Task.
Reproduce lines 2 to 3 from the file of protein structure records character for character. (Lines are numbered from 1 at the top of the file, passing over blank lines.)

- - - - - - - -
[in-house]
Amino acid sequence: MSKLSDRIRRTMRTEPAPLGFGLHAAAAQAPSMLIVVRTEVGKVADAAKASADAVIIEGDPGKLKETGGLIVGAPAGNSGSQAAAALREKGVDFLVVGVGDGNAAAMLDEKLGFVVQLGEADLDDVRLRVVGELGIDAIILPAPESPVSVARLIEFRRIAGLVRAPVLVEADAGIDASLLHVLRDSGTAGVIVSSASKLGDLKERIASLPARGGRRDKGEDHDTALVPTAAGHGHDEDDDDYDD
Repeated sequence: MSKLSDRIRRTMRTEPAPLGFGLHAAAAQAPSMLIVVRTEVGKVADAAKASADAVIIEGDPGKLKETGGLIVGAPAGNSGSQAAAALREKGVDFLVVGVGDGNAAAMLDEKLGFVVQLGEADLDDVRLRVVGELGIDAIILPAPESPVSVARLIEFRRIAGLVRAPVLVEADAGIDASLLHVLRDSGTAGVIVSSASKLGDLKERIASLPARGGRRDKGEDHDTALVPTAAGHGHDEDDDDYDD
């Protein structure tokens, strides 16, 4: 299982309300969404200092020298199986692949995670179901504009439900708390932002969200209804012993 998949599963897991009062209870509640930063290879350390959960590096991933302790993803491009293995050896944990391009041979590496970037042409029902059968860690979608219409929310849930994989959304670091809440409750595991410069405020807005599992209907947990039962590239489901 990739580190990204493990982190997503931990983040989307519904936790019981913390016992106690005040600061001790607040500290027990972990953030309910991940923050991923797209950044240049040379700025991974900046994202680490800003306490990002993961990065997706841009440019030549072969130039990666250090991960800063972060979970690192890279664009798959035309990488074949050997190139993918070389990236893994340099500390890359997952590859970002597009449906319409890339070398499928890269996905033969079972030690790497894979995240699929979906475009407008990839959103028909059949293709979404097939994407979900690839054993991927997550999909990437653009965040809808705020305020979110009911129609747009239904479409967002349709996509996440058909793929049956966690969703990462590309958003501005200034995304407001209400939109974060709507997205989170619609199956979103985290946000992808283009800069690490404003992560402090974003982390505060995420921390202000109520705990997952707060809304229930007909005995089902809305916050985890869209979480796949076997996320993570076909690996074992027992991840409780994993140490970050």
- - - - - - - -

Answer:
Amino acid sequence: MSKLSDRIRRTMRTEPAPLGFGLHAAAAQAPSMLIVVRTEVGKVADAAKASADAVIIEGDPGKLKETGGLIVGAPAGNSGSQAAAALREKGVDFLVVGVGDGNAAAMLDEKLGFVVQLGEADLDDVRLRVVGELGIDAIILPAPESPVSVARLIEFRRIAGLVRAPVLVEADAGIDASLLHVLRDSGTAGVIVSSASKLGDLKERIASLPARGGRRDKGEDHDTALVPTAAGHGHDEDDDDYDD
Repeated sequence: MSKLSDRIRRTMRTEPAPLGFGLHAAAAQAPSMLIVVRTEVGKVADAAKASADAVIIEGDPGKLKETGGLIVGAPAGNSGSQAAAALREKGVDFLVVGVGDGNAAAMLDEKLGFVVQLGEADLDDVRLRVVGELGIDAIILPAPESPVSVARLIEFRRIAGLVRAPVLVEADAGIDASLLHVLRDSGTAGVIVSSASKLGDLKERIASLPARGGRRDKGEDHDTALVPTAAGHGHDEDDDDYDD